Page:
The story was so huge that officials with MLB visited the paper's headquarters last month, hoping to gain access to clinic records that New Times obtained for its exclusive.
MLB thought there was still a chance of getting those records until Tuesday, when New Times editor Chuck Strouse reported that the paper will not hand over any records.
In the piece, Strouse acknowledged that he originally opposed the sentiments of both the author of the story, Tim Elfrink, and the paper's attorney, who wanted to refuse MLB's request. He wrote that he initially "hoped to see A-Roid and the others punished and believed walking the ethical line was the only way to make that action happen."
But Strouse goes on to say that by doing so, he would be handing over records "to a for-profit group with a seamy past," referring to MLB and its commissioner, Bud Selig.
Then there's the factor of possibly stopping future tipsters from anonymously sending anything to the New Times, a point Strouse addressed by quoting a journalism professor.
"Handing over the records makes you a tool of Major League Baseball," comments Charles Davis, a professor at the University of Missouri School of Journalism. "And you are scaring people in the future who might be thinking of calling you."
Strouse offers another interesting reason for refusing to give up the records: his issue with Miami Marlins owner Jeffrey Loria, who is not generating a lot of good PR these days, especially after he seemingly traded away half his team in the past year.
One of our most significant motivations for denying baseball is right here in the tropics. His name is Jeffrey Loria, and he owns the Miami Marlins, who start regular-season play in just a few weeks. A March 1 story in the Atlantic called the pudgy art collector's stewardship of our baseball team, which has twice won the World Series, "the biggest ongoing scam in professional sports." The magazine's article describes, as New Times has in the past, how Loria hornswoggled $515 million in public backing for the stadium and parking facilities, then delivered a losing season and sold off all his best players.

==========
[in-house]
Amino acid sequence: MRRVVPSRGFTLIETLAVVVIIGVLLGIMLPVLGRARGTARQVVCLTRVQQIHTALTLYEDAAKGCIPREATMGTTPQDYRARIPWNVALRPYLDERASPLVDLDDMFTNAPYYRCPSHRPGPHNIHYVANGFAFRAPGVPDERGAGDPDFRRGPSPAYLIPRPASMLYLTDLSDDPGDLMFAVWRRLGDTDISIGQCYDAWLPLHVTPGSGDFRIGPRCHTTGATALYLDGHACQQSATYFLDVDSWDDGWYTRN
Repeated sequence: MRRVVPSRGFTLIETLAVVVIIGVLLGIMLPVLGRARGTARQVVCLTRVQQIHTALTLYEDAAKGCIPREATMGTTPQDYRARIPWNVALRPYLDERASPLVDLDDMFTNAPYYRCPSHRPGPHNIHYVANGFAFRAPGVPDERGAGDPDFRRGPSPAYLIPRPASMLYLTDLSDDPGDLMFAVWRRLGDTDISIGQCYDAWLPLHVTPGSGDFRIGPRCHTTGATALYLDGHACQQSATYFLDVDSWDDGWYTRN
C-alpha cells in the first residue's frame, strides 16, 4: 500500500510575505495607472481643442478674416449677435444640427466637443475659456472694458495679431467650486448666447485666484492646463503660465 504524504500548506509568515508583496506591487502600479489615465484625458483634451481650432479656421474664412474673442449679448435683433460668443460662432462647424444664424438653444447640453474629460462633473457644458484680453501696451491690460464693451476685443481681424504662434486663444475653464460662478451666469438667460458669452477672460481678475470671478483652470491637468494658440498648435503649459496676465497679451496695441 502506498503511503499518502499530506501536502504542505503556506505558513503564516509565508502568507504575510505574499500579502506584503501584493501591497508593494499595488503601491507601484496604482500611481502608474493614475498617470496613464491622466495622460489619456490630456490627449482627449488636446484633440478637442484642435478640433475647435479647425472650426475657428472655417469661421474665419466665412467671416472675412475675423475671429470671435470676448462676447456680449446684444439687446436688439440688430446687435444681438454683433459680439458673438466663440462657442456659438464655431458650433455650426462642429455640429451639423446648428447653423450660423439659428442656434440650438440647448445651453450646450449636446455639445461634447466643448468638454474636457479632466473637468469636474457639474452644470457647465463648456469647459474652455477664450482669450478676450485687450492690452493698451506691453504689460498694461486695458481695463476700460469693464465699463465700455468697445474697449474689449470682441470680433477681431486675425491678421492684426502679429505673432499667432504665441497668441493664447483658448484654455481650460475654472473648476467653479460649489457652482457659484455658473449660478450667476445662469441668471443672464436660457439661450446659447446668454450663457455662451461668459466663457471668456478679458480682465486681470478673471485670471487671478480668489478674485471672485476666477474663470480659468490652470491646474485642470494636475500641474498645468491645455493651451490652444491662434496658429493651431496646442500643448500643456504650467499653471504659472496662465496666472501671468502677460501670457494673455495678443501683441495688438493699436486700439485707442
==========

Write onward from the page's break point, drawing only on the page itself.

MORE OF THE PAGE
Other athletes who were linked to Biogenesis of America include the 2011 National League MVP Ryan Braun of the Milwaukee Brewers; Melky Cabrera, the 2012 All-Star Game MVP; Texas Rangers outfielder Nelson Cruz; New York Yankees catcher Francisco Cervelli; San Diego Padres catcher Yasmani Grandal; and the Washington Nationals 2012 all-star pitcher Gio Gonzalez.
Last month, ESPN.com reported that Gonzalez did not receive banned substances from Bosch or the clinic. In that same report, five more baseball players were listed whose names surfaced in documents from Biogenesis: San Diego Padres shortstop Everth Cabrera, 26, the reigning National League stolen-base champion; Jordan Norberto, 26, a lefty reliever with the Oakland A's; Fernando Martinez, 24, a Houston Astros outfielder; Fautino De Los Santos, 27, a reliever claimed off waivers by the Padres; and Cesar Puello, 21, a top Mets outfield prospect.
On Tuesday night, Pat Courtnay, a spokesman for MLB, told the Associated Press, "While we appreciate the New Times consideration, we have been proceeding with our investigation as if we were not going to be getting documents from them."